Belief is pervasive of life. It is not a spectacle which can be taken off, or a discipline which can be optional. If you want to know what I believe, ask my children, for they see through my words to that which prompts my being. To act without belief in what one is doing is sin.

Christian belief is not simply intellectual assertion, a collection of words no matter how complete, nor is it practice. Belief is not that which I confess, but I find that it is that which God is confessing in me.

I used once to believe in God, then discovered that God believes in me, enough to die for me. And that has made the difference in my life.

I invite you to examine my belief as a minister of the United Church.


From: Gail Reid[]
Sent: February 9, 1998 7:25 PM
Subject: Re: Lastest news on moderator plus removals

For those who do not get the Toronto Star, thought you might find this article: "Jesus debate rocks United boat" interesting. Hope to see many of you at Faithfulness V Blessings Gail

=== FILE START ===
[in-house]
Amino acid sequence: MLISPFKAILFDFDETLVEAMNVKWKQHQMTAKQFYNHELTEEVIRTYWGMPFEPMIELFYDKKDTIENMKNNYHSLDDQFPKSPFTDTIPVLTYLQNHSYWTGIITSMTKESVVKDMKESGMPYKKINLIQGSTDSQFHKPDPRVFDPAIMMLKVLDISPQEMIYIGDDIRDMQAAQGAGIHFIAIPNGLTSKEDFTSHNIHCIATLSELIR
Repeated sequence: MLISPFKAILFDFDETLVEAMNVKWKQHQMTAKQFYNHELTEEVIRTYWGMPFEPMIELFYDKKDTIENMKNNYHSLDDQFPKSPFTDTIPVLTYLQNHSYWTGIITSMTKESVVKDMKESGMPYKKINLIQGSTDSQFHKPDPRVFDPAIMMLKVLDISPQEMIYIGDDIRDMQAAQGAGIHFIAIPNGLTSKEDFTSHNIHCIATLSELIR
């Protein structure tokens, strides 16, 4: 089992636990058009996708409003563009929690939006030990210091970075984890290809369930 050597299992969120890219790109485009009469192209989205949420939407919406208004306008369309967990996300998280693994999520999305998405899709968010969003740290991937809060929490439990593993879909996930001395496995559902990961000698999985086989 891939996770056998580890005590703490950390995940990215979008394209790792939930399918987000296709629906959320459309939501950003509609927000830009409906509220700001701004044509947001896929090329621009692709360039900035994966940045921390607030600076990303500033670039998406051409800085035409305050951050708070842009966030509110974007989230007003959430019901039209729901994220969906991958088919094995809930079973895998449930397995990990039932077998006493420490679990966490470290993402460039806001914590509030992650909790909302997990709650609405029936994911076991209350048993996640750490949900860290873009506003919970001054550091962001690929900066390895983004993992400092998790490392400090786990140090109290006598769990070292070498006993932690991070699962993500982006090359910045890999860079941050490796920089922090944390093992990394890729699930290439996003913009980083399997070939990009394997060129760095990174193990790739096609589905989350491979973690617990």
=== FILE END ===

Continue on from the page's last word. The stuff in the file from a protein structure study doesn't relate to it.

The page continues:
Sent: February 13, 1998 1:35 AM
Subject: Mending the World & Reconciling and Making New

Hi Wayne:

Just a quick note in response to your query re: Mending the World, and Reconciling and Making New. You probably are already aware of this, but to reiterate just in case: I have written a paper on Mending the World which will be published in the March issue of Theological Digest and Review. Richard Fairchild has also kindly put it on the net. It may be obtained at

You may wish to copy it, since I'm not sure how long Richard will keep it there. I can't help you as far as "Reconciling and Making New" goes. There are positives in that document, but there are also a few things to look out for. All for now.
David Fisher


From: Rev Ed Hird[]
Sent: February 13, 1998 10:26 AM
Subject: Farewell to the Lord's Prayer??
(An Excerpt from the January 1998 'Voice' Newspaper of the Diocese of Newark,New Jersey)

From Sabbatical to Lectures to Book
by Peggy Gunness